Councilman Andy Kng with two students in the Bronx Youth Empowerment Program.1/5 Councilman Andy Kng with two students in the Bronx Youth Empowerment Program.
Harry Briggs Jr., center, was 13 when he became the lead petitioner in a court case a|Miles Dixon, Metro2/5 Harry Briggs Jr., center, was 13 when he became the lead petitioner in a court case a|Miles Dixon, Metro
King holds a copy of the Briggs case.|Miles Dixon, Metro3/5 King holds a copy of the Briggs case.|Miles Dixon, Metro
Henry Singleton|Miles Dixon, Metro4/5 Henry Singleton|Miles Dixon, Metro
Kamrin Pressley, 14|Miles Dixon, Metro5/5 Kamrin Pressley, 14|Miles Dixon, Metro
High school students growing up in the Bronx today face a different set of struggles than teenagers during the civil rights era who marched, rode, sat in and died for equal rights, says Kamrin Pressley, 14, a ninth grade student and student council president at Harry S. Truman High School.
“They struggle with immaturity,” said Pressley when asked about the struggles of teenagers in the Bronx today. “And they listen to these rappers that only rap about violence and call girls out their name, calling guys out their name, using the same words they used a long time ago. My friends know for a fact you do not call me out my name.”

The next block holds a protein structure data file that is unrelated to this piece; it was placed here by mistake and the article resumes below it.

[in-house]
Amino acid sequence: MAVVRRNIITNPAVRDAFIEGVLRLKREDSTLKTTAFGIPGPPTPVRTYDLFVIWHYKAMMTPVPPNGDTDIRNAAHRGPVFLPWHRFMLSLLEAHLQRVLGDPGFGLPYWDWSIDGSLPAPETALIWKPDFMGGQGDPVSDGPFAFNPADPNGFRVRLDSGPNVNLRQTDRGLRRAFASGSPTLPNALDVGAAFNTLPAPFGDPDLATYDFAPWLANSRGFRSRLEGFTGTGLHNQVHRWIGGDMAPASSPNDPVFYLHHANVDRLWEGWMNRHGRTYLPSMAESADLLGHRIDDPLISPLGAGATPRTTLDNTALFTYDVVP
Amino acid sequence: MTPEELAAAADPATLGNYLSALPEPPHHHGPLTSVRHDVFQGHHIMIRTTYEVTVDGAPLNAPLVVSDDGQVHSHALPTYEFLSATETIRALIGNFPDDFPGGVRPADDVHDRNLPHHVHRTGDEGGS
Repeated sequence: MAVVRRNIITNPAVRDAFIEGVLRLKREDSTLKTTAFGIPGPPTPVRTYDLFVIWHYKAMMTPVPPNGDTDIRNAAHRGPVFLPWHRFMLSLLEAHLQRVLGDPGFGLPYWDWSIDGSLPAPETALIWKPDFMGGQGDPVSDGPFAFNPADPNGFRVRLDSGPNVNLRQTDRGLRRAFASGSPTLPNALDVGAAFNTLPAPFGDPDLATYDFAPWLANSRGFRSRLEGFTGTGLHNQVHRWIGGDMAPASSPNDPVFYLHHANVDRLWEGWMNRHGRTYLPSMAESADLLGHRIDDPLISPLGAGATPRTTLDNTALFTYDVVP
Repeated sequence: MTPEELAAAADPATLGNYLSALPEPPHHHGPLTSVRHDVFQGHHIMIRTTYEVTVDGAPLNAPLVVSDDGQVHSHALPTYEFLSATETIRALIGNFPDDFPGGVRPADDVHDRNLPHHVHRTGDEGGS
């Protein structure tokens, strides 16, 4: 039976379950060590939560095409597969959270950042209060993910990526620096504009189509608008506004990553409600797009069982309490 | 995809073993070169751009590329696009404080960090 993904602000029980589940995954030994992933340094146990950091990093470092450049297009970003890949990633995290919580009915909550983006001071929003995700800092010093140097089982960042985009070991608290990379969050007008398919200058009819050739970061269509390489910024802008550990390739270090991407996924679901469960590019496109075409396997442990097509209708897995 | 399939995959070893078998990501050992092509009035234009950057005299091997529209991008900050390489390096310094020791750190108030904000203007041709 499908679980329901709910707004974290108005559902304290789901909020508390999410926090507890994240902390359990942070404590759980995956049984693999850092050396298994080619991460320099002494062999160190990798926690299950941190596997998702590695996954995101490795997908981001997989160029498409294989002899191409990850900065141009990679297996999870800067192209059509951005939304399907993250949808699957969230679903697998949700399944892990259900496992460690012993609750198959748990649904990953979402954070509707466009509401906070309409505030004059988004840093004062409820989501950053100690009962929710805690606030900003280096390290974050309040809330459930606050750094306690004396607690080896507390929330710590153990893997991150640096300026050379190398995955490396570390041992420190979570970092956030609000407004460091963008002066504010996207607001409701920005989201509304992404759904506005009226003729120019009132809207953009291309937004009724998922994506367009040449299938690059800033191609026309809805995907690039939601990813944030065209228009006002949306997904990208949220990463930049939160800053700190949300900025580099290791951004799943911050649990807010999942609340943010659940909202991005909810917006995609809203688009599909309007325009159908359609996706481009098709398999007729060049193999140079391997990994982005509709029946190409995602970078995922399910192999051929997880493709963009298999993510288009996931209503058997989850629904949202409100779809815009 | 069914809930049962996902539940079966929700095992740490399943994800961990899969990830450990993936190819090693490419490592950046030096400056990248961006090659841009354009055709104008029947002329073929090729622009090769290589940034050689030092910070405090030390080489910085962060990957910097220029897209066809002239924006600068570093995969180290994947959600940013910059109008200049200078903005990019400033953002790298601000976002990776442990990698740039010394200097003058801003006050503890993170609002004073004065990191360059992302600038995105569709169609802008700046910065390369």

Pressley, 14, is a ninth grade student and student council president at Harry S. Truman High School, was one of dozens of high school students who got to hear from living, breathing connections to the civil rights movement on Wednesday.
The event, hosted at Evander Childs High School by Bronx Councilman Andy King and the Bronx Youth Empowerment Program, included an appearance by Harry Briggs Jr., who was the lead petitioner on a segregated busing case in South Carolina that paved the way for the Supreme Court’s Brown v. Board of Education ruling.
Henry Singleton, who marched with Dr. Martin Luther King. Jr. as a teenager in Alabama, and is now a union organizer in New York, gave the keynote address to a silent, rapt audience of high school students. Some students cried as Singleton recalled how a gunman took half of the civil right leader’s head off in Memphis.
“It makes a difference, hearing from someone who has been through it, you see their emotion and their passion more than reading it or seeing in a movie,” Pressley said afterwards.
Briggs case featured in a law class Pressley is taking, but her teachers “don’t really get down into details” when they teach black history from a textbook, she said.
Keyron Scott, 18, was one of many students who stood up in the room when Singleton asked who planned to go to college and stick with it.
“The speech kinda changed how I think,” said Scott of Singleton’s talk. “Black people are kind of separated, we don’t have a lot of unity and we need to get together and we need more leaders who unite us.” Scott said he wants to study business at the University at Buffalo.
Though a major emphasis of the morning was on young people making change, recent marches calling for justice for Eric Garner in Staten Island and Michael Brown in Ferguson weren’t mentioned.
“What you’re seeing out there, you’re seeing college students (marching),” Councilman King said. “You’re not seeing high school students, junior high students, part of YEP (Bronx Youth Empowerment Program) is to inspire them, and get their generation ready. Because by the time you decide to wake up, when you get to college, it might be too late.”